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25 September 2017 | Comment | Article by Matthew Stevens

Are winding up petitions an appropriate method to recover sums due under a construction contract?

The recent High Court decision in Breyer Group Plc(Breyer)v RBK Engineering Limited(RBK)[2017] EWHC 2196 (TCC)has confirmed that it is rarely appropriate for a party to issue a winding up petition to recover sums due under a construction contract. In particular, the court held that it was rarely appropriate to issue a winding up petition to recover sums that are disputed due to alleged defective works or other legitimate cross claims.

The Contract

In May 2015, RBK entered into a sub-contract with Breyer to carry out kitchen and bathroom refurbishment works at a project in Sutton (the Contract). As is usual with construction contracts, the Contract contained detailed payment provisions which required:

  • RBK to submit its application for payment no later than three working days before the payment due date (“the Payment Due Date”). The application had to set out the gross value of the works to date, and had to include such details as Breyer “may reasonable require” to allow it to check and verify the amount in the payment application.
  • Breyer’s payment notice was due not later than five days after the Payment Due Date and, subject to any pay less notice, Breyer has to pay the sum set out in the payment notice.

In addition, an appendix provided the timings for the applications and notices.

In early 2016, Breyer required RBK to undertake further work and although a draft contract was circulated the terms were never agreed. It would seem that both parties continued working on the same terms as the Contract, at least as far as interim payments was concerned.

The dispute

Following RBK’s final application for payment (2 February 2017) a dispute arose concerning Breyer’s payment notice (1 March 2017) and whether it had been issued out of time.

As a result of non-payment, RBK issued a winding-up petition claiming that Breyer was indebted to it in the sum of £257,729.16. It claimed that Breyer has admitted it was unable to pay its debts as they fell due, specifically a number of instalments due under a valuation. Breyer contended that it had the means to pay but had chosen not to, as it had a range of reasonable defences to the claim as well as a potential substantial counterclaim.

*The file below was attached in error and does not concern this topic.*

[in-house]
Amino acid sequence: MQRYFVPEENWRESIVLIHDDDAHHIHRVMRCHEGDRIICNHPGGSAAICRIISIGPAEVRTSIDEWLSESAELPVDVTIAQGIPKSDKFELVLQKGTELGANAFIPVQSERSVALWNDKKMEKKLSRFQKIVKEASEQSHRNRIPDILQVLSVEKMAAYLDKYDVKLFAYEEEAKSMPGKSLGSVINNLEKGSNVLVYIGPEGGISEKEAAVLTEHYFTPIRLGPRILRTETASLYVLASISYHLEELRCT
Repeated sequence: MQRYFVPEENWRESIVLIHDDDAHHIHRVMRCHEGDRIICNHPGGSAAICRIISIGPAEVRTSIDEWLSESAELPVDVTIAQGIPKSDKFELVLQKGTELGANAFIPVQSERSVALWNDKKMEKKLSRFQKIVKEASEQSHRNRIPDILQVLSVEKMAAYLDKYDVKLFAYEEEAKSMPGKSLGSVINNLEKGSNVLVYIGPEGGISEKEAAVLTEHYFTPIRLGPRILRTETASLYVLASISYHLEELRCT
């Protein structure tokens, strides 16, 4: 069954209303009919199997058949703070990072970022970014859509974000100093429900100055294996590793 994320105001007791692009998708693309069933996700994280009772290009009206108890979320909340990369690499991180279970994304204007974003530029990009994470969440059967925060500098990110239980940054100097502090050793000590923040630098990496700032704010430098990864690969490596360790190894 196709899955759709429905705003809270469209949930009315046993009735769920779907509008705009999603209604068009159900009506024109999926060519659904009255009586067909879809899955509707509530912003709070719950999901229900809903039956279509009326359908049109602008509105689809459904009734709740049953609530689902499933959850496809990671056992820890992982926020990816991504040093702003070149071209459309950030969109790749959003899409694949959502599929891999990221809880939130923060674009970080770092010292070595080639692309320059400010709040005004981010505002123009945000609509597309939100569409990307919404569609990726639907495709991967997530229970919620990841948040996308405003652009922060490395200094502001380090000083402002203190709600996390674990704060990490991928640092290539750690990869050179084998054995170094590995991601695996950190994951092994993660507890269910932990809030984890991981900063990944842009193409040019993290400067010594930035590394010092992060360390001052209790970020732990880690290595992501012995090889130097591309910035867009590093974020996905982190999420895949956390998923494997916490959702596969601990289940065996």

The decision

In striking out the winding up petition the court held that:

  • Breyer was ‘plainly not insolvent’ this situation was ‘not a case of can’t pay, but won’t pay’;
  • the court held that a ‘genuine dispute’ had arisen between the parties to which Breyer’s defence and counterclaim were fairly arguable. Breyer’s position was predicated on its concerns regarding the quality of RBK’s work, together with a dispute about which contract terms were operative;
  • disputes of this nature are wholly unsuited for resolution in insolvency proceedings– the appropriate forum was either adjudication (under the Scheme for Construction Contracts) or ordinary civil proceedings; and
  • to allow RBK to continue these insolvency proceedings would be oppressive and constitute an abuse of process.


The court has acknowledged that winding-up petitions often pressure parties into paying in full, rather than facing the consequences of the petition being advertised. It noted that this can operate as a form of ‘commercial oppression’, which can be a source of disproportionate injustice.

As such, a winding up petition should not be used to pressure a debtor into paying a debt which is the subject of a genuine dispute and specifically in relation to construction contracts where adjudication is designed to deal with these types of issues.

Author bio

Matthew Stevens


Matthew has specialised exclusively in construction and engineering law since qualification and has considerable experience in dealing with contentious, non-contentious and professional negligence issues.

Disclaimer: The information on the Hugh James website is for general information only and reflects the position at the date of publication. It does not constitute legal advice and should not be treated as such. If you would like to ensure the commentary reflects current legislation, case law or best practice, please contact the blog author.


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